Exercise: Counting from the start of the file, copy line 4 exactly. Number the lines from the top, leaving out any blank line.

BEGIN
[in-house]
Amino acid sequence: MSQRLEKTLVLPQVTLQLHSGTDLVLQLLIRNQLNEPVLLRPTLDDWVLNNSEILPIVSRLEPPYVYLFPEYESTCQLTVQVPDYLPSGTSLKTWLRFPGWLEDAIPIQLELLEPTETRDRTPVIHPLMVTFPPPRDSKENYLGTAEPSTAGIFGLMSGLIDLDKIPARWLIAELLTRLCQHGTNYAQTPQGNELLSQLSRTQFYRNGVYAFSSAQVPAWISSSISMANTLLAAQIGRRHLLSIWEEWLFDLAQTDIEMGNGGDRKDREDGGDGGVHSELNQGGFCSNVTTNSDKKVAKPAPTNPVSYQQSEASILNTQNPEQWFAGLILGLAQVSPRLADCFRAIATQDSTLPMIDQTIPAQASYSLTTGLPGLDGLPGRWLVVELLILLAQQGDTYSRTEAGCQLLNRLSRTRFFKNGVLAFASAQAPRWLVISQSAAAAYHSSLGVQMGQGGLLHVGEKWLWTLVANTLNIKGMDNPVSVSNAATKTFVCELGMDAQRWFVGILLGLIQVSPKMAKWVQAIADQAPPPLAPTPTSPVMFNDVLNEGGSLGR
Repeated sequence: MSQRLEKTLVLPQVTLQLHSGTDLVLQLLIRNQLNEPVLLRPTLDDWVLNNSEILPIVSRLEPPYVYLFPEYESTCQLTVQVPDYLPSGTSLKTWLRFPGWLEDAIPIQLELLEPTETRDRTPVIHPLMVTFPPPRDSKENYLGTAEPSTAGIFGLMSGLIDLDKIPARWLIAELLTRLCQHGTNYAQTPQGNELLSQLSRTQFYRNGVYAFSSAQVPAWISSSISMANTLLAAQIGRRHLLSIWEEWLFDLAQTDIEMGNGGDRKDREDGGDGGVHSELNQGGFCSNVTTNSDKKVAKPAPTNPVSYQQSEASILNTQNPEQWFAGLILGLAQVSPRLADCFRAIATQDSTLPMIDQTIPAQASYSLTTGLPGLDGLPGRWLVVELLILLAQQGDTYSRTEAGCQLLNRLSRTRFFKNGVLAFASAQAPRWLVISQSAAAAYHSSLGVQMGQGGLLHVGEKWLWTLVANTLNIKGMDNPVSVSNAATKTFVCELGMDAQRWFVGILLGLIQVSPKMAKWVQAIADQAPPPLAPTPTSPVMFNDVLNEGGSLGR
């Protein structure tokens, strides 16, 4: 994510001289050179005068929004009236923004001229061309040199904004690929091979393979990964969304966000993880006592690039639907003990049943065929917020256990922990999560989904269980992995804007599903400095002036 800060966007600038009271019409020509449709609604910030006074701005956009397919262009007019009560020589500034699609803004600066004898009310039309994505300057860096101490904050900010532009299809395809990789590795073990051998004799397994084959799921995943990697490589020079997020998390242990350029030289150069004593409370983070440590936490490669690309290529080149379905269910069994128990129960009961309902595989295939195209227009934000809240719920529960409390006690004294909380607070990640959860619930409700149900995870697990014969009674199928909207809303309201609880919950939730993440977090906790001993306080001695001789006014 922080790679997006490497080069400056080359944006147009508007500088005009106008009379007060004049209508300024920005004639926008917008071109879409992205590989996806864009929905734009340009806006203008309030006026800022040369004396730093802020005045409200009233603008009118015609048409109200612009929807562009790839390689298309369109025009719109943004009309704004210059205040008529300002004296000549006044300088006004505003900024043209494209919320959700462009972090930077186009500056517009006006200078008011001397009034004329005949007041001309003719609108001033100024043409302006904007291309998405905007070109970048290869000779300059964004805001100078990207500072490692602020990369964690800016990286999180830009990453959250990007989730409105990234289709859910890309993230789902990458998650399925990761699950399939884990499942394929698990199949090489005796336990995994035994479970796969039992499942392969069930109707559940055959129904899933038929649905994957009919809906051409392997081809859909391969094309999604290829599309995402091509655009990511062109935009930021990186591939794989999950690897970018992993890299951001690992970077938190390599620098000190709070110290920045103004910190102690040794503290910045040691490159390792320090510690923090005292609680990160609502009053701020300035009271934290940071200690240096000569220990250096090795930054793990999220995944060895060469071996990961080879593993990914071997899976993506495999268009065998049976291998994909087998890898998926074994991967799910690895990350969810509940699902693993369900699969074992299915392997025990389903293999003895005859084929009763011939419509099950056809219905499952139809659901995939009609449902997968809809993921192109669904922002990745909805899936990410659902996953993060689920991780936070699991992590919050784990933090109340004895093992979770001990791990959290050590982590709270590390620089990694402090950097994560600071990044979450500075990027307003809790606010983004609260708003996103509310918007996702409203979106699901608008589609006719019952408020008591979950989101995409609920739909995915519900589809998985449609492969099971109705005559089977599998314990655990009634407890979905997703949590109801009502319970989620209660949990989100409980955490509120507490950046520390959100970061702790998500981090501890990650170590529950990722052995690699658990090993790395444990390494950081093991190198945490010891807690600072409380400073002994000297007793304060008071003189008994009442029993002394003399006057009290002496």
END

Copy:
């Protein structure tokens, strides 16, 4: 994510001289050179005068929004009236923004001229061309040199904004690929091979393979990964969304966000993880006592690039639907003990049943065929917020256990922990999560989904269980992995804007599903400095002036 800060966007600038009271019409020509449709609604910030006074701005956009397919262009007019009560020589500034699609803004600066004898009310039309994505300057860096101490904050900010532009299809395809990789590795073990051998004799397994084959799921995943990697490589020079997020998390242990350029030289150069004593409370983070440590936490490669690309290529080149379905269910069994128990129960009961309902595989295939195209227009934000809240719920529960409390006690004294909380607070990640959860619930409700149900995870697990014969009674199928909207809303309201609880919950939730993440977090906790001993306080001695001789006014 922080790679997006490497080069400056080359944006147009508007500088005009106008009379007060004049209508300024920005004639926008917008071109879409992205590989996806864009929905734009340009806006203008309030006026800022040369004396730093802020005045409200009233603008009118015609048409109200612009929807562009790839390689298309369109025009719109943004009309704004210059205040008529300002004296000549006044300088006004505003900024043209494209919320959700462009972090930077186009500056517009006006200078008011001397009034004329005949007041001309003719609108001033100024043409302006904007291309998405905007070109970048290869000779300059964004805001100078990207500072490692602020990369964690800016990286999180830009990453959250990007989730409105990234289709859910890309993230789902990458998650399925990761699950399939884990499942394929698990199949090489005796336990995994035994479970796969039992499942392969069930109707559940055959129904899933038929649905994957009919809906051409392997081809859909391969094309999604290829599309995402091509655009990511062109935009930021990186591939794989999950690897970018992993890299951001690992970077938190390599620098000190709070110290920045103004910190102690040794503290910045040691490159390792320090510690923090005292609680990160609502009053701020300035009271934290940071200690240096000569220990250096090795930054793990999220995944060895060469071996990961080879593993990914071997899976993506495999268009065998049976291998994909087998890898998926074994991967799910690895990350969810509940699902693993369900699969074992299915392997025990389903293999003895005859084929009763011939419509099950056809219905499952139809659901995939009609449902997968809809993921192109669904922002990745909805899936990410659902996953993060689920991780936070699991992590919050784990933090109340004895093992979770001990791990959290050590982590709270590390620089990694402090950097994560600071990044979450500075990027307003809790606010983004609260708003996103509310918007996702409203979106699901608008589609006719019952408020008591979950989101995409609920739909995915519900589809998985449609492969099971109705005559089977599998314990655990009634407890979905997703949590109801009502319970989620209660949990989100409980955490509120507490950046520390959100970061702790998500981090501890990650170590529950990722052995690699658990090993790395444990390494950081093991190198945490010891807690600072409380400073002994000297007793304060008071003189008994009442029993002394003399006057009290002496």